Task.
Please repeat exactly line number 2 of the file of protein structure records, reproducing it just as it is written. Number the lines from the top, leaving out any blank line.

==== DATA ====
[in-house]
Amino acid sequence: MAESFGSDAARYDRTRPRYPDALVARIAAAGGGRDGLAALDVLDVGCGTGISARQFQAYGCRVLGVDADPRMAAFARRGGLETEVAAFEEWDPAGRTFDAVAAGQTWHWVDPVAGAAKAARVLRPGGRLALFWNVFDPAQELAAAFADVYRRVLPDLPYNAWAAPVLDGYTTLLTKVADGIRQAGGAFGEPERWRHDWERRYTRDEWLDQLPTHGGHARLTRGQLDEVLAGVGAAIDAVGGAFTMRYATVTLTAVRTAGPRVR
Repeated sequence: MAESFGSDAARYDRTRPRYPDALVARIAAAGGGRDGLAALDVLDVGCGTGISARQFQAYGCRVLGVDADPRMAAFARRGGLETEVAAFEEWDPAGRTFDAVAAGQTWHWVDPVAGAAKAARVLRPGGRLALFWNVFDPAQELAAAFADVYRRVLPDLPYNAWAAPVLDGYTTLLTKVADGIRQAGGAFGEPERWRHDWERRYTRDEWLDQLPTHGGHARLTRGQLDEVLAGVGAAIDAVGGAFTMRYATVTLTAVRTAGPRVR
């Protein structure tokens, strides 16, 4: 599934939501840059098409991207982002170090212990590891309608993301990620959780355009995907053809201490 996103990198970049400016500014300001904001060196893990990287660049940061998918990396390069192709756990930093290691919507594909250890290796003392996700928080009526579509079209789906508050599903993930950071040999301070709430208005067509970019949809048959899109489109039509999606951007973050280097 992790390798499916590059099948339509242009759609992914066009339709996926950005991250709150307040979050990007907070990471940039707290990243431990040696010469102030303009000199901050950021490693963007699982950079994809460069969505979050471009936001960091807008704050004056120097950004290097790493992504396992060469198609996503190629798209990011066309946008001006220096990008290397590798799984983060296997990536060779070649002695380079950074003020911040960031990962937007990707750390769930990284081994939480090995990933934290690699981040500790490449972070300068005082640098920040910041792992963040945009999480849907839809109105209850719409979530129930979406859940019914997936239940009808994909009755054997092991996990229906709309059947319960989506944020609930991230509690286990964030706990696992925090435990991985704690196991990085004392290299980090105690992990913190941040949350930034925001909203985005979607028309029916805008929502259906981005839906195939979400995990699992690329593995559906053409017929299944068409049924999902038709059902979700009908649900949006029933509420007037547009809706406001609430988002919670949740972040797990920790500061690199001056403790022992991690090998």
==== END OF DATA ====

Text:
Amino acid sequence: MAESFGSDAARYDRTRPRYPDALVARIAAAGGGRDGLAALDVLDVGCGTGISARQFQAYGCRVLGVDADPRMAAFARRGGLETEVAAFEEWDPAGRTFDAVAAGQTWHWVDPVAGAAKAARVLRPGGRLALFWNVFDPAQELAAAFADVYRRVLPDLPYNAWAAPVLDGYTTLLTKVADGIRQAGGAFGEPERWRHDWERRYTRDEWLDQLPTHGGHARLTRGQLDEVLAGVGAAIDAVGGAFTMRYATVTLTAVRTAGPRVR